In perhaps the most stunning comic book movie news of 2022, Hugh Jackman was confirmed to be returning to the role of Wolverine in the MCU's "Deadpool 3." The Australian actor notably gave the character a triumphant and tragic curtain call with 2017's R-rated "Logan," though the door was opened for him to return when co-star Patrick Stewart reprised his role as an alternate universe version of Professor X in "Doctor Strange in the Multiverse of Madness." 

However, it's obvious that Wolverine's return in "Deadpool 3" will likely be a limited one (unless Jackman also appears in "Avengers: Secret Wars"), given the overall tone of Deadpool and the real-life friendly rivalry shared by Jackman and Ryan Reynolds. There's no information yet as to when or how Marvel Studios will be fully integrating their own mutants into the MCU, though a few mutant characters have already been named as mutants in Phase 4, including Kamala Khan and Namor.

Nevertheless, a Wolverine who can intersect with the MCU certainly must exist, thanks to an Easter egg from "She-Hulk: Attorney-at-Law." In the series' second episode, a web page on Jennifer Walters' laptop shows a news headline reading: "Man fights with metal claws in bar brawl." It certainly sounds like the kind of trouble Logan would be getting himself into. 

Psylocke & Captain Britain

With every new entry in Phase 4, new corners of the MCU seemed to be revealed, with several projects opening multiple new paths for the franchise. One of those lies with Dane Whitman, the "Eternals" character played by Kit Harington, who in a post-credits scene comes into possession of the Ebony Blade, a family heirloom from his ancestors in Arthurian England. The Black Knight isn't the only Marvel Comics character connected to King Arthur, meaning more could be on the way.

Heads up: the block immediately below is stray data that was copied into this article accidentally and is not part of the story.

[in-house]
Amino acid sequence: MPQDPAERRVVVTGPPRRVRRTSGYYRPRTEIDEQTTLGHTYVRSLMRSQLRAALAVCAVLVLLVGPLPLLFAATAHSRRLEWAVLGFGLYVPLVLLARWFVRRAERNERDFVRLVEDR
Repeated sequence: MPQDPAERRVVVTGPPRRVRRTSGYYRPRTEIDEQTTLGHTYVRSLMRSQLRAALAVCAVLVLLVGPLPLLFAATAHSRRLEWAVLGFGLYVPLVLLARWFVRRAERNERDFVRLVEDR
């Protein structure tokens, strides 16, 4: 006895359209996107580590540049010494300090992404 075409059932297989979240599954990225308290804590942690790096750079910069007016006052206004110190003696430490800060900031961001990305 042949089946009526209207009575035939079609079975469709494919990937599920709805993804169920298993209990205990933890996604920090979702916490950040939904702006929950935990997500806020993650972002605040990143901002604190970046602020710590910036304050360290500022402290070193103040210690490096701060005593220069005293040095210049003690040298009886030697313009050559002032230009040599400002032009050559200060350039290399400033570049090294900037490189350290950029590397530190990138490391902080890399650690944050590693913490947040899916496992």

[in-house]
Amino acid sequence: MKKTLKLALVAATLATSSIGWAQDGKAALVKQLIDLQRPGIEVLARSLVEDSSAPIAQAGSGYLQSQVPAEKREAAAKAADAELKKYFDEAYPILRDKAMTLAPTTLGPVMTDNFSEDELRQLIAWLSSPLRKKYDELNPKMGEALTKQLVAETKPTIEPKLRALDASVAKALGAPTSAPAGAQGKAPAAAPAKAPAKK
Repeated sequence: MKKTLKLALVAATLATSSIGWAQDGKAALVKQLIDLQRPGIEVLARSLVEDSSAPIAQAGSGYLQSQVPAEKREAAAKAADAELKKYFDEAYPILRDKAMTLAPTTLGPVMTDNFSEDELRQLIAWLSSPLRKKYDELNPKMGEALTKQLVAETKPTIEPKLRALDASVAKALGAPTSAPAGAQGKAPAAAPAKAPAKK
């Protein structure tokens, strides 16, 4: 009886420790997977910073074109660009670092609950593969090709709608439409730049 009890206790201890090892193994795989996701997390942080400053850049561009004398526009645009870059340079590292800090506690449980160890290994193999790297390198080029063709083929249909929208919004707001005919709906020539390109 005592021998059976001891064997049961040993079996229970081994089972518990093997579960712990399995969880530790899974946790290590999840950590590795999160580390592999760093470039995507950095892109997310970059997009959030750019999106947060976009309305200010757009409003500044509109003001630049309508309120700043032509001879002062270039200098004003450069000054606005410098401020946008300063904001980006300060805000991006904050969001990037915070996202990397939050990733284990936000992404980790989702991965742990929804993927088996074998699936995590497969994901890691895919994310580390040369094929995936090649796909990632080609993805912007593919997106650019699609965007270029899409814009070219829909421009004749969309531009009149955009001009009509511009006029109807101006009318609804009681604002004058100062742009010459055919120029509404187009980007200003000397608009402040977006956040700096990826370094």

Two potential Marvel Comics characters were teased all the way back in 2019's "Avengers: Endgame," during the scene where Steve Rogers returns to 1970's-era S.H.I.E.L.D. to procure Pym particles. While eavesdropping on his lost love Peggy Carter, audiences can hear an unseen agent mention the name "Braddock," which many comic fans surely flagged as potentially referring to Brian Braddock or his twin sister, Betsy.

Notably, Brian Braddock is an English professor who has been bestowed powers by Merlin to become the new champion of England, Captain Britain. His sister Betsy briefly inherits the mantle, before later joining the X-Men as an iteration of the character Psylocke. However, the twins could potentially make their appearances alongside Dane Whitman, their fellow Arthurian superhero in the MCU.